SOLD: Acquired by the Museum of Fine Arts, Boston

A brooch in the form of a starfish with collet-set cabochon rubies amid a ground of pavé-set amethysts, the arms fully articulated; mounted in 18-karat yellow gold; with French assay marks

  • 71 cabochon rubies
  • Signed R. Boivin, Paris, with maker’s mark for Charles Profilet
  • Measurements: 4 × 4 1/4 inches

Additional cataloguing


  • Certificate of authenticity from Francoise Cailles and Jean Norbert Salit, dated February 25, 2018, stating that the ruby and amethyst starfish brooch “is a work of René Boivin, 1937, drawing by Juliette Moutard.” Further stating the provenance is Claudette Colbert.



  • Claudette Colbert



  • cf. Cailles, Françoise. René Boivin: Jeweller. Paris: Editions de l’amateau, 1994, p. 275.
  • cf. Vogue. Paris: February 1937.
  • cf. Vogue. New York: March 1, 1937.
  • cf. Vogue. New York: September 1, 1939.
  • cf. Vogue. New York: March 15, 1945, p. 112.



René Boivin founded his company in the 1890s. After his death in 1917, his wife, Jeanne Boivin—the sister of fashion designer Paul Poiret—presided over the firm. Assisted by her daughter Germaine and designers Suzanne Belperron and Juliette Moutard, Jeanne oversaw production of some of the most inspired jewelry of the twentieth century. The house is known for pieces with a strong, sculptural style as well as designs based on nature. After Jeanne’s death in 1959, Germaine Boivin and Juliette Moutard ran the company until it was sold in the 1970s.



Jeanne Boivin looked to the natural world for inspiration, and particularly to the sea. In 1926, she created a wave bangle, the first in a series of oceanic jewelry designs. Juliette Moutard, who joined the Boivin in 1933, designed this starfish brooch. In her book René Boivin: Jeweller, Françoise Cailles wrote, “everything about the starfish brooch was new: its realism, its large dimensions, its yellow gold mount, clearly visible, its camaïeu [monochrome] decoration—a bed of faceted amethysts surmounted by a large cabochon ruby—and its mobility. Each arm was entirely articulated so that the jewel could reproduce the crawling movement of a living starfish.”

The starfish is one of Boivin’s iconic pieces. The house made only a few such brooches in the 1930s, combining the ruby and amethyst palette. Fully articulated, the movement of this brooch mimics the movement of a starfish with incredible detail. This brooch was made for Claudette Colbert in 1937 when she was at the height of her fame as a Hollywood star following her Academy Award win for “It Happened One Night.” The top actress of the 1930s and 1940s, Colbert was always impeccably made up and dressed in tailored fashions with beautiful accessories. She had exceptional taste and purchased this jewel, the first starfish brooch. Millicent Rogers, a well-known socialite and Standard Oil heiress, purchased another example in 1939. Style icons Colbert and Rogers frequently appeared in fashion magazines and on the international best-dressed list.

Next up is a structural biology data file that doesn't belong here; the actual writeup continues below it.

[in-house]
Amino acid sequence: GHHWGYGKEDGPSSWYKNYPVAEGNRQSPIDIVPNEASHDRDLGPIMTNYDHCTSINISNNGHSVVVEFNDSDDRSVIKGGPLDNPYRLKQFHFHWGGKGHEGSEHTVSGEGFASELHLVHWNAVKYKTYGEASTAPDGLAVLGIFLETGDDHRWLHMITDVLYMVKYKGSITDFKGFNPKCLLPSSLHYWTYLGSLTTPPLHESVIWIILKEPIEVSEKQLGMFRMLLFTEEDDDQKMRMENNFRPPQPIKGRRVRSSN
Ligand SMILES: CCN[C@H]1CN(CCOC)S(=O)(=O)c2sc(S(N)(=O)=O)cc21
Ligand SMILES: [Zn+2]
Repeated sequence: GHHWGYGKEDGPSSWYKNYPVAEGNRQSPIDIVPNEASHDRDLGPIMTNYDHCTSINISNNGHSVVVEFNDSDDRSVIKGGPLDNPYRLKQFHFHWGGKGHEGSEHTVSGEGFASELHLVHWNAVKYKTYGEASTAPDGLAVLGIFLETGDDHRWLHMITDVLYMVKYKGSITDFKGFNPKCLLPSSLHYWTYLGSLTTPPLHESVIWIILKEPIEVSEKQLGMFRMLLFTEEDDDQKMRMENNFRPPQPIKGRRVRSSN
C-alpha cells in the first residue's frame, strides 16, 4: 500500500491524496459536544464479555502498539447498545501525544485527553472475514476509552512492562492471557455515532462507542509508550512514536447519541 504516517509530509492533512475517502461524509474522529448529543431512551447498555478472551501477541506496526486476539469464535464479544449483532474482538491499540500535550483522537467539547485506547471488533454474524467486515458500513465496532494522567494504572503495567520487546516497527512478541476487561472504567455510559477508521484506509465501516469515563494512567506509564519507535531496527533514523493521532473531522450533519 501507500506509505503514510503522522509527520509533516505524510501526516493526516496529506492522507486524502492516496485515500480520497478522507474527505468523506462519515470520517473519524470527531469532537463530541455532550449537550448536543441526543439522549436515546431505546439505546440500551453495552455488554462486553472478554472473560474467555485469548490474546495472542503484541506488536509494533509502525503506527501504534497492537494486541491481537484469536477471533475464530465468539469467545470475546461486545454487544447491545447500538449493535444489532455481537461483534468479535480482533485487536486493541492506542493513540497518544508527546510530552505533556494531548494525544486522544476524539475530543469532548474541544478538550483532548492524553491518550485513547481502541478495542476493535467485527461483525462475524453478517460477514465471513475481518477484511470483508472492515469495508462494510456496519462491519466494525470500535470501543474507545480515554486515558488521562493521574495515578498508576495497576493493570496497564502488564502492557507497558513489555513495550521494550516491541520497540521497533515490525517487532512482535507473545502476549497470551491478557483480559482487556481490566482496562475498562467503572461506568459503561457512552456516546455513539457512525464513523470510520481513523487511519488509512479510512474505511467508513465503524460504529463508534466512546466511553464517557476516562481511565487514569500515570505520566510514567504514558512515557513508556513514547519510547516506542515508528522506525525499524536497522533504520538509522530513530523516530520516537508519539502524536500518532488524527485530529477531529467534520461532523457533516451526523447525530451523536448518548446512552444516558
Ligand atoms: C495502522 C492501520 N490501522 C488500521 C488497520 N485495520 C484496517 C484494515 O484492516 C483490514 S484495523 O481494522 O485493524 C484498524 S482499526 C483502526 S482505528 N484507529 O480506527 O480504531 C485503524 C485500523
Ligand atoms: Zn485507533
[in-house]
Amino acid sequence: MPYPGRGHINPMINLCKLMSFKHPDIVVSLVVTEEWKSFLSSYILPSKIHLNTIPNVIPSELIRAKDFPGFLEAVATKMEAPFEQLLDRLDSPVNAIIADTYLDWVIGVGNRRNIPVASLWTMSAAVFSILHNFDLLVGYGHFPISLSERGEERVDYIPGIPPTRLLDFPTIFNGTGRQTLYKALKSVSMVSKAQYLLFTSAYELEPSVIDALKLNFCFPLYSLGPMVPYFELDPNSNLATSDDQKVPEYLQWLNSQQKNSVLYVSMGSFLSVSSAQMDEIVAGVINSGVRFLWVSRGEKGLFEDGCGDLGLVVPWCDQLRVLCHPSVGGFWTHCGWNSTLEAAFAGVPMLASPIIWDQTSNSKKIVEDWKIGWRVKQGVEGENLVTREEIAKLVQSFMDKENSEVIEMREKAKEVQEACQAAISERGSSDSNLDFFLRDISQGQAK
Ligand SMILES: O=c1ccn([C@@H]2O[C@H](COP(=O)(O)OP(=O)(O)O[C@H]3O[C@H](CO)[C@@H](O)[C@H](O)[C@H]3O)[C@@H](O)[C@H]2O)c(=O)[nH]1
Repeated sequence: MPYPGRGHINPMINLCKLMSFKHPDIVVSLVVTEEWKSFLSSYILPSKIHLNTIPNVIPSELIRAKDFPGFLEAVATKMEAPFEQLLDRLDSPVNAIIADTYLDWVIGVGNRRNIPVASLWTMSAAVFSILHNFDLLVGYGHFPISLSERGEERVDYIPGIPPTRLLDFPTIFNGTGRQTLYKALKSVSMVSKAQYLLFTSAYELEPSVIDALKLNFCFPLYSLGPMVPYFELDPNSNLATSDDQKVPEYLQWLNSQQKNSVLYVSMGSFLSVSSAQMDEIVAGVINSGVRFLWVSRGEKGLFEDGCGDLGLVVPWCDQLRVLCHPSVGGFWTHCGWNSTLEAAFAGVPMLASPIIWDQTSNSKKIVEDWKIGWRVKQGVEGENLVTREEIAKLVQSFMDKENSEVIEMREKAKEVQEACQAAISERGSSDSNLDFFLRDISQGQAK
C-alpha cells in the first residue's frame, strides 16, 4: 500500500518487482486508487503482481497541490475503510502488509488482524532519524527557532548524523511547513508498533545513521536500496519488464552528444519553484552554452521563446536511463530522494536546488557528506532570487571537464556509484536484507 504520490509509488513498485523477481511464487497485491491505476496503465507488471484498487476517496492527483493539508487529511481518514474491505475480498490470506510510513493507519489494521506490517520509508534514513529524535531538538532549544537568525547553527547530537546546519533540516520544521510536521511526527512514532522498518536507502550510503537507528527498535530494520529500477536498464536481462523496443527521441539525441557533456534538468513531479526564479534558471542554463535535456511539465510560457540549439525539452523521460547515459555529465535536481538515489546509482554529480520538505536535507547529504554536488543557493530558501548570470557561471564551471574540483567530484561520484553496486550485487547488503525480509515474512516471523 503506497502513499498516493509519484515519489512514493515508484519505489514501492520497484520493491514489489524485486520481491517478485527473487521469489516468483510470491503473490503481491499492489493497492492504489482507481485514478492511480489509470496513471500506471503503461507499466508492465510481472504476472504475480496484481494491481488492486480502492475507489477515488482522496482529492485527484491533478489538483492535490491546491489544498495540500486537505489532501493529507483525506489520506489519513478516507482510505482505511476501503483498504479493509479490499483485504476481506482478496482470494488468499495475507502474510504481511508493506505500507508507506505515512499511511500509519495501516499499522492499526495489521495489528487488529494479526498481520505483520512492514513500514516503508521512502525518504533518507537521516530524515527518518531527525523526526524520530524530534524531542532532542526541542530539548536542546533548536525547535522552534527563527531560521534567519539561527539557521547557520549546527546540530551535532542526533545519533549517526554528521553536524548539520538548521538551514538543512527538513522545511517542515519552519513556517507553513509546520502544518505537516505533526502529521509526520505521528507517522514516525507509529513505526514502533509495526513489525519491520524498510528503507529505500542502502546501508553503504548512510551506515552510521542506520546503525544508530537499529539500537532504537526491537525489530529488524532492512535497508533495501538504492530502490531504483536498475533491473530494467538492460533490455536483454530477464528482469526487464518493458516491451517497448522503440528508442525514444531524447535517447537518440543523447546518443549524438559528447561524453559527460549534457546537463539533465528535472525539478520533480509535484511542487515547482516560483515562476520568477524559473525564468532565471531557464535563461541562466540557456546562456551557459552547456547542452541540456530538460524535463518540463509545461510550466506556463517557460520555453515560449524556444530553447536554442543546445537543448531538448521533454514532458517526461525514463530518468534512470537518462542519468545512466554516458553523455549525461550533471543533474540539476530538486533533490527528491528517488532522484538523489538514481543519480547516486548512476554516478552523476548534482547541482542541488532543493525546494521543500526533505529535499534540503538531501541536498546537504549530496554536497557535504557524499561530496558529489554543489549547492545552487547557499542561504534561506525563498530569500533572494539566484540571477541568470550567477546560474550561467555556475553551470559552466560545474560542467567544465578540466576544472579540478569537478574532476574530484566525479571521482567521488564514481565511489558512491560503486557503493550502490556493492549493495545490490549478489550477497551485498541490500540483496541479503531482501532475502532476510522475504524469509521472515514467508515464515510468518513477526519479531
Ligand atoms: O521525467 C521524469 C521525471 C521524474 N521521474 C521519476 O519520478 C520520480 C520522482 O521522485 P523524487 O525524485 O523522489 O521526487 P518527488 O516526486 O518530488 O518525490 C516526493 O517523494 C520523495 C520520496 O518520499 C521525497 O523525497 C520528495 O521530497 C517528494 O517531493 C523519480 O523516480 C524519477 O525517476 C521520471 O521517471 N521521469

The starfish appeared in Vogue magazine four times between 1937 and 1945. This is a singular occurrence in a magazine known for being on the cutting edge of fashion and speaks to the beauty and wit of this jewel. This brooch was designed, made, and owned by legends of high style and design. It is as eye-catching today as it was when it first appeared in Vogue. Particularly desirable to collectors, this is the first model of this incredible design and was owned by a Hollywood legend.

An article on Claudette Colbert in Modern Screen, August 1939, mentioned “a large pin looking like a garnet starfish at her throat,” that was undoubtedly her Boivin starfish.

Claudette Colbert in Photoplay, November 1939, wearing her starfish brooch to great effect.

A fashion editorial from Vogue, September 1, 1939, featuring a Boivin starfish.

Millicent Rogers wearing her ruby and amethyst starfish brooch designed by Juliette Moutard for René Boivin pictured in Vogue, March 15, 1945.

The starfish brooch featured in Vogue Paris, February 1937.

Drawing of the starfish brooch from “Flashes of Wit” a fashion editorial in Vogue, March 1, 1937.